The Pentagon will reportedly seek a massive increase in its FY20 war coffer in an effort to sidestep federal spending limits, a move that could push war funding to near record levels.
The Overseas Contingency Operations (OCO) account, as it is formally called, is supposed to be used to pay for the costs of war that cannot be adequately planned for ahead of time by budget planners. For years, however, the OCO account has been used as a slush fund by administrations and lawmakers to bolster the defense topline. While the account is still used to pay for military operations, the Congressional Budget Office (CBO) estimated that only 30 percent of the Pentagon’s most recent war budget request was used for its intended purpose. The remaining 70 percent of the OCO account comprised funding that would be more appropriately allocated to the regular base budget.
Part of the problem is that the Budget Control Act of 2011 imposed limits on how much money the federal government could spend each year, broken down by defense and non-defense categories. Lawmakers have increased those limits multiple times, but the OCO account is not subject to BCA caps and has therefore been used as a loophole to increase spending.
The White House was originally planning to request $733 billion for national security in FY20, which includes both the Pentagon and defense programs within other agencies. That figure would have included $660 billion in base spending and $73 billion in the OCO account, according to FY19 budget documents. However, the administration has since granted the military a higher topline of around $750 billion, though the formal budget request is not expected until mid-March. With the BCA limiting national security spending to $576 billion in FY20, and assuming the previously stated $73 billion for OCO, the military would need an extra $101 billion to reach the $750 billion mark.
Reports now suggest that the DoD’s OCO account will total $174 billion in the upcoming FY20 budget request, which is the result of combining the already planned $73 billion with the $101 billion increase needed above the BCA cap. In general, this strategy is nothing new, and has been used for years as a crutch for the Pentagon’s base budget. However, including the entire BCA-busting increase in the war coffer is a somewhat surprising move for an administration whose budget master has been openly critical of the OCO loophole. Mick Mulvaney, director of the Office of Management and Budget and President Trump’s acting chief of staff, has gone so far as to call for the elimination of the OCO account in the past.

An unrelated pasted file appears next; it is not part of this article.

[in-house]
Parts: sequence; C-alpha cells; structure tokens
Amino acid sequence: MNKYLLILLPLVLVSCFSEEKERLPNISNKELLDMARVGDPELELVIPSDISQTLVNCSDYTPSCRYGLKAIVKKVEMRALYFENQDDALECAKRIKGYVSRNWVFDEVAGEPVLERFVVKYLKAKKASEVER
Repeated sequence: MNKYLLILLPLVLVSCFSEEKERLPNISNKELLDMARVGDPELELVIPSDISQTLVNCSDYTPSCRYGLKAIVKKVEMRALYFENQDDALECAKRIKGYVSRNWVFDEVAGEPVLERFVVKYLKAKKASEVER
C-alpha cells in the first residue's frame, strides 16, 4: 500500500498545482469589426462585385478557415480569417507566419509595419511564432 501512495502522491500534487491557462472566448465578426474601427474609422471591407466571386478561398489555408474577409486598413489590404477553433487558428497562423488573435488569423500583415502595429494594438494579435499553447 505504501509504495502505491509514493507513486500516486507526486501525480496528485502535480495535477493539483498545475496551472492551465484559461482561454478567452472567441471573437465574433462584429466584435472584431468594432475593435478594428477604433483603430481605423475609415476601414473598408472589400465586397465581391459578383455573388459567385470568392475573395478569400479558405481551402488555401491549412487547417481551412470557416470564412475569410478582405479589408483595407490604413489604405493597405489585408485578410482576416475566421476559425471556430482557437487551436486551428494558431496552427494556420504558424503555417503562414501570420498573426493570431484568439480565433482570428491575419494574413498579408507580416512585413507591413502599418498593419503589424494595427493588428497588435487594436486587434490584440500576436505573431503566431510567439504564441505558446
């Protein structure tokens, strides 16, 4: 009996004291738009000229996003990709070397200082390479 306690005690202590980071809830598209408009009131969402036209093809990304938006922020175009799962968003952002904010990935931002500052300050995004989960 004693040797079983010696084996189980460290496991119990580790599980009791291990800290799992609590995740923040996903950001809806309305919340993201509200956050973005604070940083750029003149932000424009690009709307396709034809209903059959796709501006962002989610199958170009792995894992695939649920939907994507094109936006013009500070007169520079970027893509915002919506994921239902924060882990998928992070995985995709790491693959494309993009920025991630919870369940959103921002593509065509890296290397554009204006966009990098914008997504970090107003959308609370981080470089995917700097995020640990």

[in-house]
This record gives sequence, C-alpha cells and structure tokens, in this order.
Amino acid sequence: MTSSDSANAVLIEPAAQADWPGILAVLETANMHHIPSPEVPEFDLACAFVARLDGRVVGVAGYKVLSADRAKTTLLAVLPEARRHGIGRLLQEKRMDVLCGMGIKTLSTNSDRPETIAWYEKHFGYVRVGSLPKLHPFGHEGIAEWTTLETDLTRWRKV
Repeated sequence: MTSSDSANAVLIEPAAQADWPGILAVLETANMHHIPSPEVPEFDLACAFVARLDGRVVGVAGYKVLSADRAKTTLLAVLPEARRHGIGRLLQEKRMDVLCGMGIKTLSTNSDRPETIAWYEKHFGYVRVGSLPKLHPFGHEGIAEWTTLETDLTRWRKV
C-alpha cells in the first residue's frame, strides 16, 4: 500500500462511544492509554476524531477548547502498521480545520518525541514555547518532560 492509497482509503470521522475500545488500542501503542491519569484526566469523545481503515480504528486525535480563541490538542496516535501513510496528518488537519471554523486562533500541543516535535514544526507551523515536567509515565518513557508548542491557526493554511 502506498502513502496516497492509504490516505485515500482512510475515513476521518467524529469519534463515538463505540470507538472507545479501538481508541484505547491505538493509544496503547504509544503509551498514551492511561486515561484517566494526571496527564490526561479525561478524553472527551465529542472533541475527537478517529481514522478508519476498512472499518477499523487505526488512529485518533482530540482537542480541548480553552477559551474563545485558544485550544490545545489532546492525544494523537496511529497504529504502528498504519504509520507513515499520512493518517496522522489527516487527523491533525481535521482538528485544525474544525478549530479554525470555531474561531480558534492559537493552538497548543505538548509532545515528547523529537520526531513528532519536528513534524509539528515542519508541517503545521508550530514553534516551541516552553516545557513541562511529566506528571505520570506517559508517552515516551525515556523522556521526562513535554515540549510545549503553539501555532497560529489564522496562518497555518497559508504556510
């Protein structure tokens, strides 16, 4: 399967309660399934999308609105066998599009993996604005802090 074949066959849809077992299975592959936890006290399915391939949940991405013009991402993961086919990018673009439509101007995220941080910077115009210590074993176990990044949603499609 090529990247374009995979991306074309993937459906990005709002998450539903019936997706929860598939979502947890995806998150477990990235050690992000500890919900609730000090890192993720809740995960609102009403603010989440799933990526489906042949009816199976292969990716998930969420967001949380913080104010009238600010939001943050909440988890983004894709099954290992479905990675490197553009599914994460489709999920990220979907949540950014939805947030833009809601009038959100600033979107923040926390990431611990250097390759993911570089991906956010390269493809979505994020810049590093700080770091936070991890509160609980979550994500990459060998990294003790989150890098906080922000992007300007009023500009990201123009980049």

How would a $174 billion OCO request compare to previous budget cycles? To give an idea of the scale involved, an OCO request of this size would be second only to the $187 billion provided for the Pentagon in FY08, when there were over 180,000 U.S. service members in Iraq and Afghanistan. War budgets shrank as the bulk of those troops were brought home, falling to as low as $59 billion in FY16. The Pentagon’s FY19 OCO request totaled $69 billion.
In theory, bolstering the OCO account to $174 billion in FY20 would allow the Pentagon to realize its desired topline increase for FY20 without having to modify the BCA spending caps, but the move will face a roadblock in the Democrat-controlled House. Previous budget agreements to modify BCA caps increased both defense and non-defense spending equally. Democrats will seek a commensurate increase for domestic programs this time around as well, regardless of whether the additional defense funding is located in the base or OCO budget.
The OCO loophole also creates a challenge for budget planners. Each defense budget request includes a five-year spending plan. While these five-year outlooks often change from year to year, they allow the Pentagon to establish multiyear spending estimates in an effort to provide program stability. There is no multiyear outlook for the war budget, however, and each request includes only a single year of OCO funding. This approach makes sense, since the true purpose of the OCO account is to cover the costs of operations that cannot be planned years in advance. The downside is that using OCO for enduring expenses can make it more difficult to plan and track long-term spending. The recurring debates over the BCA caps themselves have only exacerbated this problem, and the Pentagon has lamented the lack of stable funding for years. The BCA caps remain in place for another two years. Perhaps then the Pentagon can hope for some semblance of budget stability, but even that is no guarantee.